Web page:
I came out swinging last month in favor of Israel declaring sovereignty over parts of Judea and Samaria. My position has evolved. Specifically, I am starting to think that Israeli Prime Minister Benjamin Netanyahu doesn’t plan on immediate, large-scale annexation, but instead has modified his gevalt strategy for the realm of international relations. If I’m right, then well-played, Bibi, well-played.
In domestic politics, Netanyahu has proven a master bluffer, convincing the Israeli public time and again that the Likud Party faces imminent electoral onslaught that can only be curbed by voting Likud instead of smaller right-wing parties. Here, the bluffed “catastrophe” is Israel taking drastic and unilateral actions counter to the flawed consensus on resolving the Palestinian-Israeli conflict.
By making the world believe that he’s serious about annexing vast portions of the West Bank—the Jordan Valley included—Israel has acquired unprecedented leverage as it seeks normalized relations with Arab countries and European acceptance that the settlements are here to stay.
I proposed annexation when the world was on lockdown and preoccupied with combating COVID-19. In an idealized execution of my proposal, Israel would have quietly annexed territory while governments were still scrambling to contain a global health crisis. When all was said and done, annexation would have been long said and done. That window of opportunity has closed, and the international community’s fixation on Israel has predictably re-emerged.
Under today’s conditions, annexation might not be the smartest move, especially considering the alternative of inviting the Palestinians back to the negotiation table and letting them reject compromise for the millionth time, all the while spending what could be (and hopefully, aren’t) the final months of the Trump administration building settlements on every last square inch desired for eventual acquisition.
A Gulf Arab diplomat put it best: “Why doesn’t Israel let the clock run and show that [Palestinian Authority leader Mahmoud] Abbas isn’t serious about peace. To pursue annexation will shift all the focus to Israel, which will be subject to global condemnation.”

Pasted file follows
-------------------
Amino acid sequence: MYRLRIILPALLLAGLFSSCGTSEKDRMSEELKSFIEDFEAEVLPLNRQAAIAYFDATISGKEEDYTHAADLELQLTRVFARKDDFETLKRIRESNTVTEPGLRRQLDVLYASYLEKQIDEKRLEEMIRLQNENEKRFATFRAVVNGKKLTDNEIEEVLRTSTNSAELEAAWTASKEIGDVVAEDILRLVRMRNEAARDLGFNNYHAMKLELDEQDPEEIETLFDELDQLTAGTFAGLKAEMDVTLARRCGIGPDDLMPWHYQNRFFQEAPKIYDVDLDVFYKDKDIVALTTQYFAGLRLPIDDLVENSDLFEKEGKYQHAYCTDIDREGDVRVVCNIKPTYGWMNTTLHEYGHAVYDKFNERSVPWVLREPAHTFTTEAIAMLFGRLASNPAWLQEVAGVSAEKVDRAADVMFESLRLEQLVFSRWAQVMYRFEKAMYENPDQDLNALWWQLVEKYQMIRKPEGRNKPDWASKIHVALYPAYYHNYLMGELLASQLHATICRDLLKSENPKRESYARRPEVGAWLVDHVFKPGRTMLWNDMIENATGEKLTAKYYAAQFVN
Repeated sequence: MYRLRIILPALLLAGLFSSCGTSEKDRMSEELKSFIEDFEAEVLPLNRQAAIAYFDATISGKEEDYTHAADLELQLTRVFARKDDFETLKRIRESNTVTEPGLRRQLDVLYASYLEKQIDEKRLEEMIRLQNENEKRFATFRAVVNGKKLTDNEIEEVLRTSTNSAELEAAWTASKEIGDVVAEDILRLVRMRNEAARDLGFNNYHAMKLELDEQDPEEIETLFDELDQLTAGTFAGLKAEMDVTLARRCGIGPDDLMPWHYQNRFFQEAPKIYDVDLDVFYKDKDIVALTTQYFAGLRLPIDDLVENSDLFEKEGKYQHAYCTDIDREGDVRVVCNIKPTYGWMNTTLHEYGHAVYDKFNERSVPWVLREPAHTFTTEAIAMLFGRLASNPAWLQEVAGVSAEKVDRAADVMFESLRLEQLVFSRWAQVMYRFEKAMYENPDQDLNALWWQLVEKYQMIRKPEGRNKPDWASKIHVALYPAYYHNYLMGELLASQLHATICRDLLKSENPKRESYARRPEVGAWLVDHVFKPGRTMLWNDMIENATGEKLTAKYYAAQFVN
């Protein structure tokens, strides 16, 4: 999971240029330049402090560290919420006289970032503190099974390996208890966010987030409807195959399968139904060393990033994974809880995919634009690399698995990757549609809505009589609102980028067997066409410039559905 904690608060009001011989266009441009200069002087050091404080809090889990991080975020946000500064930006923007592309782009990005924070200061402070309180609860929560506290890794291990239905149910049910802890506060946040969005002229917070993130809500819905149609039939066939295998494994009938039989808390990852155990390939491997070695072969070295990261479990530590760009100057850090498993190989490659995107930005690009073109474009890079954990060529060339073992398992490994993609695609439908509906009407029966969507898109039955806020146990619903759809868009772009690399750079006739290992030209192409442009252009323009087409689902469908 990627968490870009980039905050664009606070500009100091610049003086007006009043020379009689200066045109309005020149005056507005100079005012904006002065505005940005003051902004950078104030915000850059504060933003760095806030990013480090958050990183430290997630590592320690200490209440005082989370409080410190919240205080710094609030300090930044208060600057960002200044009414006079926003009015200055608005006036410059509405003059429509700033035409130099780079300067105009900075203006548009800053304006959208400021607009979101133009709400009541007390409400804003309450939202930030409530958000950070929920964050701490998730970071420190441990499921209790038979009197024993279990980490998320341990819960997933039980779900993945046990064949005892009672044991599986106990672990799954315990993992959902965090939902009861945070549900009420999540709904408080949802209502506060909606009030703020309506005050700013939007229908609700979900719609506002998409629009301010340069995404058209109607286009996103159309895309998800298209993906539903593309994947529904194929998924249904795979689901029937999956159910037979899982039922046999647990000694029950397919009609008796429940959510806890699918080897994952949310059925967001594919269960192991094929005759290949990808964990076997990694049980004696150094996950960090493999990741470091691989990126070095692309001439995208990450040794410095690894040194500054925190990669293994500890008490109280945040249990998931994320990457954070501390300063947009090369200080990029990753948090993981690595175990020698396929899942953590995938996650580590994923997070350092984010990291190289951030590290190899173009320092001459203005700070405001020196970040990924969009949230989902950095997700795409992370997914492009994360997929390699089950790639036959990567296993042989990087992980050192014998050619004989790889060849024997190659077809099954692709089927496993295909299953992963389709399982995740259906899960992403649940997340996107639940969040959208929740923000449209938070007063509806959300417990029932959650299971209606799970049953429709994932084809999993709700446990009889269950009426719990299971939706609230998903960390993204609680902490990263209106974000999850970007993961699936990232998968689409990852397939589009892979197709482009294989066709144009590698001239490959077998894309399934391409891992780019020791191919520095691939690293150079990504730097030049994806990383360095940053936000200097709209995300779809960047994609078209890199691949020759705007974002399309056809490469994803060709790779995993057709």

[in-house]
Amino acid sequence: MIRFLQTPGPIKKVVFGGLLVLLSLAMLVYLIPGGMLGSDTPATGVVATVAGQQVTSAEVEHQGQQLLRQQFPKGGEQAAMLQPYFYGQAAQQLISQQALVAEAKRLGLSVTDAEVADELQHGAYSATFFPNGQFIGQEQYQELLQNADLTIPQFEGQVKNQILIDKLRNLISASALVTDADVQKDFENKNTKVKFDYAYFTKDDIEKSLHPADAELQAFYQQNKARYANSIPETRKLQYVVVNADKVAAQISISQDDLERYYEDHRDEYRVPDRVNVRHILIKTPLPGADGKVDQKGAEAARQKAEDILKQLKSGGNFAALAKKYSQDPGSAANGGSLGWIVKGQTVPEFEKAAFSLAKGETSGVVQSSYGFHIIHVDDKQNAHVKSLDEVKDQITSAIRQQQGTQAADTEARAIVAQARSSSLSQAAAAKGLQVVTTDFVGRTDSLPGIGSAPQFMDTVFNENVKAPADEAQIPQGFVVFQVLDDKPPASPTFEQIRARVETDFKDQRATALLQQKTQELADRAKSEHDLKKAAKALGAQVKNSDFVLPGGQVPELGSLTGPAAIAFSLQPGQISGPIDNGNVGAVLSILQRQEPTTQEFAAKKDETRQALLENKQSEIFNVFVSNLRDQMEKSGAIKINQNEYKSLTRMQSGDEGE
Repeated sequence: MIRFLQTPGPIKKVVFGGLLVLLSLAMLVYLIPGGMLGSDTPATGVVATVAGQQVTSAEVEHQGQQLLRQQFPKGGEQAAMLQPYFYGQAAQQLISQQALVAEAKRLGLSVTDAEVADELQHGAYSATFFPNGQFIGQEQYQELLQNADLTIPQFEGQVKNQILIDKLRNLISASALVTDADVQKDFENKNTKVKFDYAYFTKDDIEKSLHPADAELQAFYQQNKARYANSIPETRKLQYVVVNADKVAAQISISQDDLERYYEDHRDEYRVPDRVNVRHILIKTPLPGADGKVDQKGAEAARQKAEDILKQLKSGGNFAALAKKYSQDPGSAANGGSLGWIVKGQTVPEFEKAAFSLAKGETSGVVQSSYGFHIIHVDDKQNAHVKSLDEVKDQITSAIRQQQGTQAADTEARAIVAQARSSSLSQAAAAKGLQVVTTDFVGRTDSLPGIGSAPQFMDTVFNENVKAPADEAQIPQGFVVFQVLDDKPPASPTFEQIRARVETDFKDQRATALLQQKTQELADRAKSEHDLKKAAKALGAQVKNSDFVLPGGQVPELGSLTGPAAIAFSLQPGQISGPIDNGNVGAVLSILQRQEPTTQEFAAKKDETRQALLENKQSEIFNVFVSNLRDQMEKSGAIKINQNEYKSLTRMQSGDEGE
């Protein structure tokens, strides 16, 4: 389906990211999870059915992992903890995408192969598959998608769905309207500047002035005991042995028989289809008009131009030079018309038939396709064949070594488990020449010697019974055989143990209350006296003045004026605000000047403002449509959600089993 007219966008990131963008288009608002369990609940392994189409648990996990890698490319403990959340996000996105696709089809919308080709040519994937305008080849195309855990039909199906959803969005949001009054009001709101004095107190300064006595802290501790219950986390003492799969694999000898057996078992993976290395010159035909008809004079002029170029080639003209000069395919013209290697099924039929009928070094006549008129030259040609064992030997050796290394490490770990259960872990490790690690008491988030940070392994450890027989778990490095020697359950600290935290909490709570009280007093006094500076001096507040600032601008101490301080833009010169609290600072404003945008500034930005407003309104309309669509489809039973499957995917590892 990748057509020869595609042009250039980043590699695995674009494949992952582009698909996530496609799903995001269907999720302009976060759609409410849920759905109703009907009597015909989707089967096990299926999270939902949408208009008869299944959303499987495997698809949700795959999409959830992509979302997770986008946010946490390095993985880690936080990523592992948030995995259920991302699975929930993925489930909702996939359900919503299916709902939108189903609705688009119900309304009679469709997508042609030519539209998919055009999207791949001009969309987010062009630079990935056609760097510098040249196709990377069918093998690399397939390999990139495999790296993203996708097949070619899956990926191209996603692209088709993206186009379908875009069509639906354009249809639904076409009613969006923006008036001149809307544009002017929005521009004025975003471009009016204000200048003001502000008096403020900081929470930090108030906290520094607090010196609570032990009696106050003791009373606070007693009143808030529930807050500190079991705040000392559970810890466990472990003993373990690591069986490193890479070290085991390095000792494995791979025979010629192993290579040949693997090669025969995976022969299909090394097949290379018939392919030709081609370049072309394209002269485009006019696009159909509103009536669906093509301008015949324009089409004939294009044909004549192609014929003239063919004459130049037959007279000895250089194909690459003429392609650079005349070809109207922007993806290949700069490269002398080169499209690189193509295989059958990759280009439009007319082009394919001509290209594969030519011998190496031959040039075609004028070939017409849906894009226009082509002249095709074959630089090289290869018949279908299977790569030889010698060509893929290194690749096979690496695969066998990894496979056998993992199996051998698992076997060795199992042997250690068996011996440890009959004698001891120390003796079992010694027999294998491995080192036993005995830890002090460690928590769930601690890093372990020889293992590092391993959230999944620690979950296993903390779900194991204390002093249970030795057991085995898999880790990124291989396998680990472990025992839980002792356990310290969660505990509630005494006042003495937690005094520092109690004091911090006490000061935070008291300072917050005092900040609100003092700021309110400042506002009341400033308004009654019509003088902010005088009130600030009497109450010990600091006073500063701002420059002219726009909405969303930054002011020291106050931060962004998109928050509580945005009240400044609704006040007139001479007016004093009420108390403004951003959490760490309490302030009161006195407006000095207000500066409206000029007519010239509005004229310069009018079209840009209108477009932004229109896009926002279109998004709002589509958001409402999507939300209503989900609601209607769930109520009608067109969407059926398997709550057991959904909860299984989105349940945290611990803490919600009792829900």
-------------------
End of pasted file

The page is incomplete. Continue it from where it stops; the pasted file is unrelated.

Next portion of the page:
As aptly posed by Joel Rosenberg, who interviewed that diplomat, it’s “the settlements or the Saudis?”
The wisest course of action is the Saudis today while temporarily leaving the settlements in legal limbo (but still building vigorously) for a little longer. Crown Prince Mohammed bin Salman, the de facto leader of the Gulf monarchy, has made clear that his patience with the Palestinians has worn thin. If Israel can secure a commitment that the Saudis will not oppose annexation when the Palestinians refuse to accept a peace deal in a reasonable period of time, then it makes sense to pause on annexation.
Now is the time for Israel to consider cashing in on the leverage it has built over the past several months by making the world believe that massive annexation is imminent. In exchange for agreeing to slow the pace—something the Trump administration has already hinted it deems desirable—Israel should request immediate diplomatic recognition from the Arab Gulf.
The United Arab Emirates’ ambassador to the United States wrote op-ed on June 12 that was published in Yediot Achronot, Israel’s most circulated Hebrew newspaper, imploring Netanyahu to back away from annexation. Israel should invite him, along with the Emirs of Dubai and Abu Dhabi, to make their case to the Israeli people in person, just as Egyptian President Anwar Sadat did in 1977.
Establishing formal ties should not be done quietly, and doing so out in the open, with the United States taking lead as the mediator, would be a smart move. Trump, a key proponent of Israeli-Gulf relations, could use a major diplomatic victory as he faces a tough re-election campaign, and the Israeli-Gulf alliance could use another four years of Trump.
Both know that a return to the Obama administration’s Mideast policy, an inevitability if Joe Biden becomes president, will be a return to appeasing Iran at the expense of regional security.
Looking beyond the Gulf, Netanyahu deserves credit for getting Europe to nearly forget about its previous favorite boogeyman of Jews building homes on disputed soil. If Israel is to back away from formally incorporating all settlements, it should demand concessions such as a commitment from E.U. members to abstain on all resolutions related to Israel at the United Nations; a tangible plan to alter its discriminatory product-labeling for settlement goods; and a review of aid to the Palestinians that perpetually reaches the hands of terrorist-affiliated entities.Like in the Gulf, European perspectives on Israel are gradually shifting. Civilizationists, those fighting leftist attempts to erode European culture by rubbing their noses in diversity, have gained an irreversible foothold in European politics. Already, Israel has learned that it can rely on fellow nationalist governments like Hungary and Austria to oppose unfriendly E.U. action.
Just as Israel should exercise prudence in not placing undue pressure on its Gulf allies, so, too, should Israel make life easy for its European allies.
With the most recent reports suggesting that the Israeli prime minister will, at most, stick to annexing only the large settlement suburbs near Jerusalem, it would be wise to continue the facade of grander annexation in the background. When others prove willing to compromise, Israel will as well.
Matthew Mainen is a Washington resident fellow at the Middle East Forum.
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